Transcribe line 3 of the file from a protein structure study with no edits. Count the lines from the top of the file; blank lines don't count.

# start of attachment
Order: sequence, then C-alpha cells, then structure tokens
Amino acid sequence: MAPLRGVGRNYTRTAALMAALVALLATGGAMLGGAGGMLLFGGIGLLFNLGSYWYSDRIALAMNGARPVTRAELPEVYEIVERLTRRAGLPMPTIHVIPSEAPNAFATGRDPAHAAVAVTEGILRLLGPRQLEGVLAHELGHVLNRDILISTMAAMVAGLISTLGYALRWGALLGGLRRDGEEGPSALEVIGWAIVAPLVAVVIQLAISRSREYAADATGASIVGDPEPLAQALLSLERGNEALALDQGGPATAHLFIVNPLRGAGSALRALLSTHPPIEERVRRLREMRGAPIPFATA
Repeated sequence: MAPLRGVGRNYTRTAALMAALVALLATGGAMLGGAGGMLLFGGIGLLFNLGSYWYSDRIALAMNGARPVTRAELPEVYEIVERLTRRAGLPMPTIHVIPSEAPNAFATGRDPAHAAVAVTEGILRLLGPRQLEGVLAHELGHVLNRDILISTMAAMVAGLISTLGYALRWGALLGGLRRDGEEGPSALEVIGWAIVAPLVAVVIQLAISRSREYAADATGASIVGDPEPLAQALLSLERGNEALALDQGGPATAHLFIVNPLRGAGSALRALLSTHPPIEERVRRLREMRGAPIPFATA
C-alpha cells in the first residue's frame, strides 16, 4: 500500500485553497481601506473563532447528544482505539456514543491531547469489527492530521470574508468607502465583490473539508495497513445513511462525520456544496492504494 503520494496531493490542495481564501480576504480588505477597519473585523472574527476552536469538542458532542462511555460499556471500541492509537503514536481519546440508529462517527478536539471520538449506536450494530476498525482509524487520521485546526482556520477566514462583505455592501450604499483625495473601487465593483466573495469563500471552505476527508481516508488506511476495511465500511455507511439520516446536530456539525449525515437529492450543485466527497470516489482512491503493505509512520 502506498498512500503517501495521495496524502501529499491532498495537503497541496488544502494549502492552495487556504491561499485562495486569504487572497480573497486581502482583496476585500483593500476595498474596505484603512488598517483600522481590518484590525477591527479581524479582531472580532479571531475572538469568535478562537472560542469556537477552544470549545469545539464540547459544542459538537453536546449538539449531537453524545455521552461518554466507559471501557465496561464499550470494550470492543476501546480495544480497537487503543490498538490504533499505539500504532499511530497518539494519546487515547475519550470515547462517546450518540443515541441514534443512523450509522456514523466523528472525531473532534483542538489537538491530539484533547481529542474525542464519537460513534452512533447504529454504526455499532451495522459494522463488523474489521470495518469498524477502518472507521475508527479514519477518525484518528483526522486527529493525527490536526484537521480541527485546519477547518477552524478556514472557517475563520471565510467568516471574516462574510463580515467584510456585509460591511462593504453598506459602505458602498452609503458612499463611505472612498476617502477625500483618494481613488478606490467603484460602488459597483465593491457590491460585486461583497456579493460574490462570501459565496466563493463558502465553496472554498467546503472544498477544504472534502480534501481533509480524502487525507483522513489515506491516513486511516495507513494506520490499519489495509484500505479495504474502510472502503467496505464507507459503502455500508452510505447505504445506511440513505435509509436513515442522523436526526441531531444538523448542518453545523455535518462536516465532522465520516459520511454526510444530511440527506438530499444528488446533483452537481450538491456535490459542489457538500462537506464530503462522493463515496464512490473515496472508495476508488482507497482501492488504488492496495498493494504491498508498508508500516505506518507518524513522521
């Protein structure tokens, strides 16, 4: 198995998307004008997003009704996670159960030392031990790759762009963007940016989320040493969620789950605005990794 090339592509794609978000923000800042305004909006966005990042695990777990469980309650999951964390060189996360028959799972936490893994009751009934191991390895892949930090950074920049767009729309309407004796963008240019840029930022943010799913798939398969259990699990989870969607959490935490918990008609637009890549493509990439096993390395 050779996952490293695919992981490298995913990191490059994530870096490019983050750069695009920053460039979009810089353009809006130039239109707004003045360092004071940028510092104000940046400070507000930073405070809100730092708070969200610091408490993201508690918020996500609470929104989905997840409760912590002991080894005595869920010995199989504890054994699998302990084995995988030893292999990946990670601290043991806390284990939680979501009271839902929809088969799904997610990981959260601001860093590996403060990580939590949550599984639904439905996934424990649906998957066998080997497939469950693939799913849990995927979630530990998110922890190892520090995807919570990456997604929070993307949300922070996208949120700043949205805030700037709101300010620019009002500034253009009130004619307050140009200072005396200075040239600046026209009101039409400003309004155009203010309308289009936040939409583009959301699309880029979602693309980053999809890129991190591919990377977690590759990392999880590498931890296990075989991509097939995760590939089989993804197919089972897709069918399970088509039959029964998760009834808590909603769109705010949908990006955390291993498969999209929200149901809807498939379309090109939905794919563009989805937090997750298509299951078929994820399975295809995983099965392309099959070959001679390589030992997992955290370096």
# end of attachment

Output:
Repeated sequence: MAPLRGVGRNYTRTAALMAALVALLATGGAMLGGAGGMLLFGGIGLLFNLGSYWYSDRIALAMNGARPVTRAELPEVYEIVERLTRRAGLPMPTIHVIPSEAPNAFATGRDPAHAAVAVTEGILRLLGPRQLEGVLAHELGHVLNRDILISTMAAMVAGLISTLGYALRWGALLGGLRRDGEEGPSALEVIGWAIVAPLVAVVIQLAISRSREYAADATGASIVGDPEPLAQALLSLERGNEALALDQGGPATAHLFIVNPLRGAGSALRALLSTHPPIEERVRRLREMRGAPIPFATA